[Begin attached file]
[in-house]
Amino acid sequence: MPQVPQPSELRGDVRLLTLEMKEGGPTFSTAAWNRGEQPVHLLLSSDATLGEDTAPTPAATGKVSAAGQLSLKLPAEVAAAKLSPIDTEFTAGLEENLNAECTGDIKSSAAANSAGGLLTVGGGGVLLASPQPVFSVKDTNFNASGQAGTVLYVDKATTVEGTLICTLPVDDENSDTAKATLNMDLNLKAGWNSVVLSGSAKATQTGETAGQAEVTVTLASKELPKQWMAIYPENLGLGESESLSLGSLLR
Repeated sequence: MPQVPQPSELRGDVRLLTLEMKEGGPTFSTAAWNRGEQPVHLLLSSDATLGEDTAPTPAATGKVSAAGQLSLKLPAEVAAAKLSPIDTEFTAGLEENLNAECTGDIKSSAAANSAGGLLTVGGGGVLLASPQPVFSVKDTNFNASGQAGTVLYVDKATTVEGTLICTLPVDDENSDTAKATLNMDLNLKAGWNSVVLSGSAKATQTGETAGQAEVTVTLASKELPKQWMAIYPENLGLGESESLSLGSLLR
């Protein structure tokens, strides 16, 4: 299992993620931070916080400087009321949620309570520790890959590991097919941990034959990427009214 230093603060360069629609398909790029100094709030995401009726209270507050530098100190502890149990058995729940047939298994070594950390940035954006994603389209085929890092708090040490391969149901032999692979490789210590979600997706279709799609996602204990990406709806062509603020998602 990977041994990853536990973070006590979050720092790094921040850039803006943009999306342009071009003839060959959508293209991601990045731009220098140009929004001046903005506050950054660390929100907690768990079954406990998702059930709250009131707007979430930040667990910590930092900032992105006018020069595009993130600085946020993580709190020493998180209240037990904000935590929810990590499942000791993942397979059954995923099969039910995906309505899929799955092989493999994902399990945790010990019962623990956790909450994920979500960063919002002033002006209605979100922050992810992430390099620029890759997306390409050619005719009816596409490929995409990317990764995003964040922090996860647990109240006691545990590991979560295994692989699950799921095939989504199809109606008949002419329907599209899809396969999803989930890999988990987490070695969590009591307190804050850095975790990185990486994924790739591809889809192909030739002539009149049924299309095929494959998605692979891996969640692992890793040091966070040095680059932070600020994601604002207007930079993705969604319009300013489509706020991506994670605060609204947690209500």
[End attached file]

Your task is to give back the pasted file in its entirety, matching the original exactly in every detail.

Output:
[in-house]
Amino acid sequence: MPQVPQPSELRGDVRLLTLEMKEGGPTFSTAAWNRGEQPVHLLLSSDATLGEDTAPTPAATGKVSAAGQLSLKLPAEVAAAKLSPIDTEFTAGLEENLNAECTGDIKSSAAANSAGGLLTVGGGGVLLASPQPVFSVKDTNFNASGQAGTVLYVDKATTVEGTLICTLPVDDENSDTAKATLNMDLNLKAGWNSVVLSGSAKATQTGETAGQAEVTVTLASKELPKQWMAIYPENLGLGESESLSLGSLLR
Repeated sequence: MPQVPQPSELRGDVRLLTLEMKEGGPTFSTAAWNRGEQPVHLLLSSDATLGEDTAPTPAATGKVSAAGQLSLKLPAEVAAAKLSPIDTEFTAGLEENLNAECTGDIKSSAAANSAGGLLTVGGGGVLLASPQPVFSVKDTNFNASGQAGTVLYVDKATTVEGTLICTLPVDDENSDTAKATLNMDLNLKAGWNSVVLSGSAKATQTGETAGQAEVTVTLASKELPKQWMAIYPENLGLGESESLSLGSLLR
């Protein structure tokens, strides 16, 4: 299992993620931070916080400087009321949620309570520790890959590991097919941990034959990427009214 230093603060360069629609398909790029100094709030995401009726209270507050530098100190502890149990058995729940047939298994070594950390940035954006994603389209085929890092708090040490391969149901032999692979490789210590979600997706279709799609996602204990990406709806062509603020998602 990977041994990853536990973070006590979050720092790094921040850039803006943009999306342009071009003839060959959508293209991601990045731009220098140009929004001046903005506050950054660390929100907690768990079954406990998702059930709250009131707007979430930040667990910590930092900032992105006018020069595009993130600085946020993580709190020493998180209240037990904000935590929810990590499942000791993942397979059954995923099969039910995906309505899929799955092989493999994902399990945790010990019962623990956790909450994920979500960063919002002033002006209605979100922050992810992430390099620029890759997306390409050619005719009816596409490929995409990317990764995003964040922090996860647990109240006691545990590991979560295994692989699950799921095939989504199809109606008949002419329907599209899809396969999803989930890999988990987490070695969590009591307190804050850095975790990185990486994924790739591809889809192909030739002539009149049924299309095929494959998605692979891996969640692992890793040091966070040095680059932070600020994601604002207007930079993705969604319009300013489509706020991506994670605060609204947690209500």